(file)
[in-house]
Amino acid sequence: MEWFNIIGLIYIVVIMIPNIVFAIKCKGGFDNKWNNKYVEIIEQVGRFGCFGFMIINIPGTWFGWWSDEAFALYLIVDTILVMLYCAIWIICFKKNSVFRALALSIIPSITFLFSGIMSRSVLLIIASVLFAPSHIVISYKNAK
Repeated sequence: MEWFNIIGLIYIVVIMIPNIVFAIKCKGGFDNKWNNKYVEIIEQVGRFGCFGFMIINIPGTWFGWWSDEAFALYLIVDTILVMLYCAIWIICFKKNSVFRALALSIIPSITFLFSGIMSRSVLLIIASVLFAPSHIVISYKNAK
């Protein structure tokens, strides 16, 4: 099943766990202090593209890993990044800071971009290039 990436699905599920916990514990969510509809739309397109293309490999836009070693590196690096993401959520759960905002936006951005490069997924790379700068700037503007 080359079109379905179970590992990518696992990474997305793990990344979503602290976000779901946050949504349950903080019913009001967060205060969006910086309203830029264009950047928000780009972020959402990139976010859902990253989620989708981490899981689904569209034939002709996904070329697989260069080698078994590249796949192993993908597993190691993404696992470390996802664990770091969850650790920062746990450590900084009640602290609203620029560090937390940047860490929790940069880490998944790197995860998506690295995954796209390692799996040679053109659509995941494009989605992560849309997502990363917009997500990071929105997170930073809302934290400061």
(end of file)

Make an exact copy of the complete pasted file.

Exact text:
[in-house]
Amino acid sequence: MEWFNIIGLIYIVVIMIPNIVFAIKCKGGFDNKWNNKYVEIIEQVGRFGCFGFMIINIPGTWFGWWSDEAFALYLIVDTILVMLYCAIWIICFKKNSVFRALALSIIPSITFLFSGIMSRSVLLIIASVLFAPSHIVISYKNAK
Repeated sequence: MEWFNIIGLIYIVVIMIPNIVFAIKCKGGFDNKWNNKYVEIIEQVGRFGCFGFMIINIPGTWFGWWSDEAFALYLIVDTILVMLYCAIWIICFKKNSVFRALALSIIPSITFLFSGIMSRSVLLIIASVLFAPSHIVISYKNAK
């Protein structure tokens, strides 16, 4: 099943766990202090593209890993990044800071971009290039 990436699905599920916990514990969510509809739309397109293309490999836009070693590196690096993401959520759960905002936006951005490069997924790379700068700037503007 080359079109379905179970590992990518696992990474997305793990990344979503602290976000779901946050949504349950903080019913009001967060205060969006910086309203830029264009950047928000780009972020959402990139976010859902990253989620989708981490899981689904569209034939002709996904070329697989260069080698078994590249796949192993993908597993190691993404696992470390996802664990770091969850650790920062746990450590900084009640602290609203620029560090937390940047860490929790940069880490998944790197995860998506690295995954796209390692799996040679053109659509995941494009989605992560849309997502990363917009997500990071929105997170930073809302934290400061």